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By PBN Staff
PROVIDENCE – Rhode Island has been awarded $1.1 million from the Drug-Free Communities Support Program to help reduce youth substance abuse in communities throughout the state.
The grant, announced Friday by state lawmakers, will be used to support programs in Barrington, Chariho, Middletown, Narragansett, North Kingstown, Providence, Smithfield, Tiverton and Woonsocket.
Funding under the Drug-Free Communities Support Program is intended to help strengthen partnerships among community organizations, parents, youth, schools, law enforcement and health care and business professionals to reduce the prevelance of drugs in the community and help teach young people to make healthy and safe decisions.
“Effective prevention brings together parents, teachers, coaches, and all members of the community to support young people in every aspect of their lives,” said a release from U.S. Sens. Jack Reed and Sheldon Whitehouse and U.S. Reps. James R. Langevin and David Cicilline.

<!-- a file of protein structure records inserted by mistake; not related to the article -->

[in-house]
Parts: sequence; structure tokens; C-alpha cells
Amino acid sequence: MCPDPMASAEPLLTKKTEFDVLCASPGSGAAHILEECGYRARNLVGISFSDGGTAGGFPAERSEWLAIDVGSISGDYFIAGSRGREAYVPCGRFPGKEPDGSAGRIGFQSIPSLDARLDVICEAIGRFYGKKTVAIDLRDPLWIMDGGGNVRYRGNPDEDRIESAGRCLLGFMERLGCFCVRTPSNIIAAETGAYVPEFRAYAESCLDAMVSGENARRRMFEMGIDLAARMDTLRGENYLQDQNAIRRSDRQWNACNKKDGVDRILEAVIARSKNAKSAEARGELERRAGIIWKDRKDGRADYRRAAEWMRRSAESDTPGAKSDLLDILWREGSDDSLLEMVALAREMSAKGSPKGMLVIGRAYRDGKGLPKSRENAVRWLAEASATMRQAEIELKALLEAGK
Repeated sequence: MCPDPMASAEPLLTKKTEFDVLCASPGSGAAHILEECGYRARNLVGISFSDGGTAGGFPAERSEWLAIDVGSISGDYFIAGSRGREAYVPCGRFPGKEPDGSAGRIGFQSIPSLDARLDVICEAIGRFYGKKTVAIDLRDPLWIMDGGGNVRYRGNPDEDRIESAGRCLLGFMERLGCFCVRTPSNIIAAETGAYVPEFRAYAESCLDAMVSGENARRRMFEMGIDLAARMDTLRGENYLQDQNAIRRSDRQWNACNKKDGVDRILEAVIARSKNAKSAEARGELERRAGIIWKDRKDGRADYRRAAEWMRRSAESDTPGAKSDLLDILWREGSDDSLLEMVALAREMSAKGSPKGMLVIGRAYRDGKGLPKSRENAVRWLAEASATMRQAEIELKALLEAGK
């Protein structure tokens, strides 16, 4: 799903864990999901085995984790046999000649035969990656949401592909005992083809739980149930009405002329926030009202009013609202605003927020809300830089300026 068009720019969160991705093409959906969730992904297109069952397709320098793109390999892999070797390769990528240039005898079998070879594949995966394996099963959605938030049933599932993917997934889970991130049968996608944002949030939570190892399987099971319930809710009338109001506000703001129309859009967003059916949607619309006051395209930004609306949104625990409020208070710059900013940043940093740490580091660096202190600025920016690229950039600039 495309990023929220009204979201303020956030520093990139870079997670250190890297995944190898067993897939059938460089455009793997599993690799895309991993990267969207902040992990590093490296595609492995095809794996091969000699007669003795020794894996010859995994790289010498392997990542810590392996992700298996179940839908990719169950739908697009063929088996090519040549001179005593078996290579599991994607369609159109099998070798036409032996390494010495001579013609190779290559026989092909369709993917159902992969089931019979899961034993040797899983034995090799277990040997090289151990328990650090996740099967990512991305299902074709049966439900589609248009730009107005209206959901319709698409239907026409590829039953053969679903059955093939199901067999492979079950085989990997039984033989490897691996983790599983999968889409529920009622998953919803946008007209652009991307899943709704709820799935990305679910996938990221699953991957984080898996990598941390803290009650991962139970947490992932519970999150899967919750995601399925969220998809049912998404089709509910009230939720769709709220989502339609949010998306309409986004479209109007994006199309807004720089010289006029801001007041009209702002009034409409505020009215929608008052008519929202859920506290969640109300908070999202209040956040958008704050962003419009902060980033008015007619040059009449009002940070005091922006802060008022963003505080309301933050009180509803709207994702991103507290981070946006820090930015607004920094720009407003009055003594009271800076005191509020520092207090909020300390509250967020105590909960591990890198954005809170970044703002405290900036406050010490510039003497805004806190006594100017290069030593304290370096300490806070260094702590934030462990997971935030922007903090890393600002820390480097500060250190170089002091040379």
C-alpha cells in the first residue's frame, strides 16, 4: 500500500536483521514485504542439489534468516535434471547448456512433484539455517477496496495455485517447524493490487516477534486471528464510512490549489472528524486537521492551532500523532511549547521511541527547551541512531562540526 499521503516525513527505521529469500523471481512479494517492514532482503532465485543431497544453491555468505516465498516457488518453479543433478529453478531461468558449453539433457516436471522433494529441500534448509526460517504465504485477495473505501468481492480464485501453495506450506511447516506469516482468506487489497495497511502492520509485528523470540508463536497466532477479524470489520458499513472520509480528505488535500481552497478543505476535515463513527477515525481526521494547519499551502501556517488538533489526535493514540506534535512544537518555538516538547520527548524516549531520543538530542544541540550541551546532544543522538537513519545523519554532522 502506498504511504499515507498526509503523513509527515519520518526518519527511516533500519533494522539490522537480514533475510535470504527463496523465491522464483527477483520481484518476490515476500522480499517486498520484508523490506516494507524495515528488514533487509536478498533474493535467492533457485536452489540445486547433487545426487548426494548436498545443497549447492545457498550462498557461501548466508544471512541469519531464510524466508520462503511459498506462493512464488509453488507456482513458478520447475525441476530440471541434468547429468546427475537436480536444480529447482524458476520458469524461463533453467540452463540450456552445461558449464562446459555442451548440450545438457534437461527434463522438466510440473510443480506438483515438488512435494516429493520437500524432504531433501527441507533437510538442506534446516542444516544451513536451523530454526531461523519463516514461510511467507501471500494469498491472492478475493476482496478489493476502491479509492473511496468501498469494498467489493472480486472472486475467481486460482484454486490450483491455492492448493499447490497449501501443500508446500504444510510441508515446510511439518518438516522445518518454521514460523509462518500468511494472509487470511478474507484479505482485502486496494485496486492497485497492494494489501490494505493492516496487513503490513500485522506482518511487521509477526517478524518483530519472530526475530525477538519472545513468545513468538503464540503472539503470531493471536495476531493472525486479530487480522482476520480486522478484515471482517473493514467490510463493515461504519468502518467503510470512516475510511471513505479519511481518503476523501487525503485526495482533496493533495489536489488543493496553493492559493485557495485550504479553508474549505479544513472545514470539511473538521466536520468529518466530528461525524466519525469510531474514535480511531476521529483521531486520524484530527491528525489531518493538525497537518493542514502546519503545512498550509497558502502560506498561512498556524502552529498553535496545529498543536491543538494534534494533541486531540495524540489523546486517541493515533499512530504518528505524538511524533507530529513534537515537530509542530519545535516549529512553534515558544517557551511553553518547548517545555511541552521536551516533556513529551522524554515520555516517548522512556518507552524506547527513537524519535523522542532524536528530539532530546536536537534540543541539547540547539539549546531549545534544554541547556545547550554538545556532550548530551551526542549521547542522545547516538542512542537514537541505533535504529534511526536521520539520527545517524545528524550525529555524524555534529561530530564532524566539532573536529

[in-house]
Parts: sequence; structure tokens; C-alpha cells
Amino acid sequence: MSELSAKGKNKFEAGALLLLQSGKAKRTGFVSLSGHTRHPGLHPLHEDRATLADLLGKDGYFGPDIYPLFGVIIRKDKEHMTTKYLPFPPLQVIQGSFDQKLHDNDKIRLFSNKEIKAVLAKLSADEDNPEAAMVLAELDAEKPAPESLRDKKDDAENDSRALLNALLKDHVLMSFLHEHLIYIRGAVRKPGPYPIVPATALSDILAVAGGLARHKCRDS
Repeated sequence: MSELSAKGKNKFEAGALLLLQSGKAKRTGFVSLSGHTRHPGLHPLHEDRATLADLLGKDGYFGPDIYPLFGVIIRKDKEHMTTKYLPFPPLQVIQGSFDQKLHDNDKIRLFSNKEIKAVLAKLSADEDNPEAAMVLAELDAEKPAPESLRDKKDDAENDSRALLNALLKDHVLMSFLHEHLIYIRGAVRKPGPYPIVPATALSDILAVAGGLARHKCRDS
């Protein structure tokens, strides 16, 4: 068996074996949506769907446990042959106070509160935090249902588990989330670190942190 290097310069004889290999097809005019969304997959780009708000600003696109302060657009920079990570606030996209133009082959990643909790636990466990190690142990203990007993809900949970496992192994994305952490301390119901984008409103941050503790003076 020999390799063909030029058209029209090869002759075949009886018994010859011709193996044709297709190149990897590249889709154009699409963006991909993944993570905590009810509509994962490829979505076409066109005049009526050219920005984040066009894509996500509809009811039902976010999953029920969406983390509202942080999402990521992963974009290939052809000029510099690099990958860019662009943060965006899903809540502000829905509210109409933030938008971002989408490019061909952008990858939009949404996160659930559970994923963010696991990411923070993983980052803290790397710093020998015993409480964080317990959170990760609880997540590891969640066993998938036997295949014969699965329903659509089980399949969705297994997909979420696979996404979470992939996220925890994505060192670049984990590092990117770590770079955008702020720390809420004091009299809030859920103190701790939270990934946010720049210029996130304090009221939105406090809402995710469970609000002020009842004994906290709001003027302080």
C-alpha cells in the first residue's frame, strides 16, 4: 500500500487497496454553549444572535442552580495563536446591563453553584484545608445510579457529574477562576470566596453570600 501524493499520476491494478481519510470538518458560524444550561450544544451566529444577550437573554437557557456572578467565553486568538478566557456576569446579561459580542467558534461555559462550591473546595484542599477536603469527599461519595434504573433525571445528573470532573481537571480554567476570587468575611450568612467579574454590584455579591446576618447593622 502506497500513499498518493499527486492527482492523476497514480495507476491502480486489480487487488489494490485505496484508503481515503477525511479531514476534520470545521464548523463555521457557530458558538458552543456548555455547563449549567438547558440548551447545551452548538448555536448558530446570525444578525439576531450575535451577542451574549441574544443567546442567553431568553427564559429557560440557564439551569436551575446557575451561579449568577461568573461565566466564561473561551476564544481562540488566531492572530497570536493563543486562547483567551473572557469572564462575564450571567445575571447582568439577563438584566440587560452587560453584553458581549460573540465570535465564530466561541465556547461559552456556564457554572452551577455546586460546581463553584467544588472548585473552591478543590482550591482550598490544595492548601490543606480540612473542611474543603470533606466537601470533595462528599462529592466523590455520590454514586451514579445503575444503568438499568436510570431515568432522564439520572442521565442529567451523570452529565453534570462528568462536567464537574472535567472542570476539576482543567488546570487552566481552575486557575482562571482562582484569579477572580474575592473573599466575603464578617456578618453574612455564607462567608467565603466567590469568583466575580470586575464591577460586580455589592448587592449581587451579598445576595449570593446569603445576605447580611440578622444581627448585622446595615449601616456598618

“That’s why the work of our state’s local drug prevention coalitions is so important. We are proud that these organizations are receiving federal resources to support their efforts to provide education and healthy alternatives for Rhode Island children,” added the lawmakers.
The community programs to receive the awards are:
The DFC program, administered by the Office of National Drug Control Policy, was created by the Drug-Free Communities Act of 1997 and offers matching grants where the recipients provide a one-to-one matching local funds for every federal dollar awarded.
According to an ONDCP release, over the life of the Drug-Free Communities program, youth living in DFC communities experienced reductions in alcohol, tobacco and marijuana use.
Data from the DFC National Evaluation indicates a 16 percent reduction in alcohol use, 27 percent reduction in tobacco use and a 23 percent reduction in marijuana use for middle school youth living in DFC-funded communities. High school aged students saw a 9 percent reduction in alcohol, 16 percent in tobacco and 7 percent in marijuana when living in a DFC-funded community.